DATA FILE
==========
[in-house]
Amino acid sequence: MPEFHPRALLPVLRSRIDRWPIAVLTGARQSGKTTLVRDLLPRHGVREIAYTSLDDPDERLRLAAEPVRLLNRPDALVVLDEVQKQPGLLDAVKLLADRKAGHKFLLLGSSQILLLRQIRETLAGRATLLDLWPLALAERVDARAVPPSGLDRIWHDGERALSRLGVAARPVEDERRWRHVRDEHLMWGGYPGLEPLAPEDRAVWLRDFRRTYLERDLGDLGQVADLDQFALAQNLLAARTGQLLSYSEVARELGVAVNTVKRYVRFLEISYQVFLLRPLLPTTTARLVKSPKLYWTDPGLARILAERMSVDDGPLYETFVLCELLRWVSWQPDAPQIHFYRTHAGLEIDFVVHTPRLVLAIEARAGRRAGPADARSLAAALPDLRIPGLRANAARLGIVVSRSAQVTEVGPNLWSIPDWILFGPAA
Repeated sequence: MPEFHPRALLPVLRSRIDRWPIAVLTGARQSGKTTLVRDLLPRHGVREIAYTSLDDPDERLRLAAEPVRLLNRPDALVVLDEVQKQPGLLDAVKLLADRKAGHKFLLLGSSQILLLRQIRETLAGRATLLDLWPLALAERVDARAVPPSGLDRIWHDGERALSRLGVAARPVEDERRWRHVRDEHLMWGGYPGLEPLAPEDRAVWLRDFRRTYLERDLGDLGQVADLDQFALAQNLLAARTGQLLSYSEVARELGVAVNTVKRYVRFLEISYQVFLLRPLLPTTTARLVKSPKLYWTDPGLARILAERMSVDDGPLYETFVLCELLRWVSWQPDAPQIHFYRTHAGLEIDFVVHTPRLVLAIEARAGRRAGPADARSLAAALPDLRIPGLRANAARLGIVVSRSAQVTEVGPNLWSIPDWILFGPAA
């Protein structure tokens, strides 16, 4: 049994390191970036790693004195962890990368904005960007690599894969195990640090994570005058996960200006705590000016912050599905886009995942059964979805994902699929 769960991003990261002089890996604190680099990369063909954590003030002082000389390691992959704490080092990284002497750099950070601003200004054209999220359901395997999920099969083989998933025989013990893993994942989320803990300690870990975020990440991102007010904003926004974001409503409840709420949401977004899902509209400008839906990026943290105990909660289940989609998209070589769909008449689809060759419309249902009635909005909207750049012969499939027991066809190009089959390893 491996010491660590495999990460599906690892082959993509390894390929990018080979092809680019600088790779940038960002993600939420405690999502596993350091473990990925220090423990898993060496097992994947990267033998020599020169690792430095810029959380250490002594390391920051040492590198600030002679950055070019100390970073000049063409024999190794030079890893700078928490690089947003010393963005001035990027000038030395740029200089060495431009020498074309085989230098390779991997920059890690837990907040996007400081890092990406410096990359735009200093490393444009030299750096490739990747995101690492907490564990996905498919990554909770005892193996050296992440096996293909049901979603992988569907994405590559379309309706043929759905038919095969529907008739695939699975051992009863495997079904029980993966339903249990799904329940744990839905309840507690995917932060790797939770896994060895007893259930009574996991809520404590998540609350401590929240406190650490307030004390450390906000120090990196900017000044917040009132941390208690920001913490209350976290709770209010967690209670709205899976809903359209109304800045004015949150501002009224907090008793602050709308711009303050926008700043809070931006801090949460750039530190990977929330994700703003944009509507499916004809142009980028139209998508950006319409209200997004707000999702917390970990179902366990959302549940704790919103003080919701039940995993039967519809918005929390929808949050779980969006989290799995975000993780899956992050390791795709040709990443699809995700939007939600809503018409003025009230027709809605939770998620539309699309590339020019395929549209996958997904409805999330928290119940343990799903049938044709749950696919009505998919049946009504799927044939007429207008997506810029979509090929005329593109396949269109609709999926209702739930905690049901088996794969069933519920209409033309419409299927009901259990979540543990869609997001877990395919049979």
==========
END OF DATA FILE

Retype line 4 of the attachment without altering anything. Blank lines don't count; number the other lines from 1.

């Protein structure tokens, strides 16, 4: 049994390191970036790693004195962890990368904005960007690599894969195990640090994570005058996960200006705590000016912050599905886009995942059964979805994902699929 769960991003990261002089890996604190680099990369063909954590003030002082000389390691992959704490080092990284002497750099950070601003200004054209999220359901395997999920099969083989998933025989013990893993994942989320803990300690870990975020990440991102007010904003926004974001409503409840709420949401977004899902509209400008839906990026943290105990909660289940989609998209070589769909008449689809060759419309249902009635909005909207750049012969499939027991066809190009089959390893 491996010491660590495999990460599906690892082959993509390894390929990018080979092809680019600088790779940038960002993600939420405690999502596993350091473990990925220090423990898993060496097992994947990267033998020599020169690792430095810029959380250490002594390391920051040492590198600030002679950055070019100390970073000049063409024999190794030079890893700078928490690089947003010393963005001035990027000038030395740029200089060495431009020498074309085989230098390779991997920059890690837990907040996007400081890092990406410096990359735009200093490393444009030299750096490739990747995101690492907490564990996905498919990554909770005892193996050296992440096996293909049901979603992988569907994405590559379309309706043929759905038919095969529907008739695939699975051992009863495997079904029980993966339903249990799904329940744990839905309840507690995917932060790797939770896994060895007893259930009574996991809520404590998540609350401590929240406190650490307030004390450390906000120090990196900017000044917040009132941390208690920001913490209350976290709770209010967690209670709205899976809903359209109304800045004015949150501002009224907090008793602050709308711009303050926008700043809070931006801090949460750039530190990977929330994700703003944009509507499916004809142009980028139209998508950006319409209200997004707000999702917390970990179902366990959302549940704790919103003080919701039940995993039967519809918005929390929808949050779980969006989290799995975000993780899956992050390791795709040709990443699809995700939007939600809503018409003025009230027709809605939770998620539309699309590339020019395929549209996958997904409805999330928290119940343990799903049938044709749950696919009505998919049946009504799927044939007429207008997506810029979509090929005329593109396949269109609709999926209702739930905690049901088996794969069933519920209409033309419409299927009901259990979540543990869609997001877990395919049979």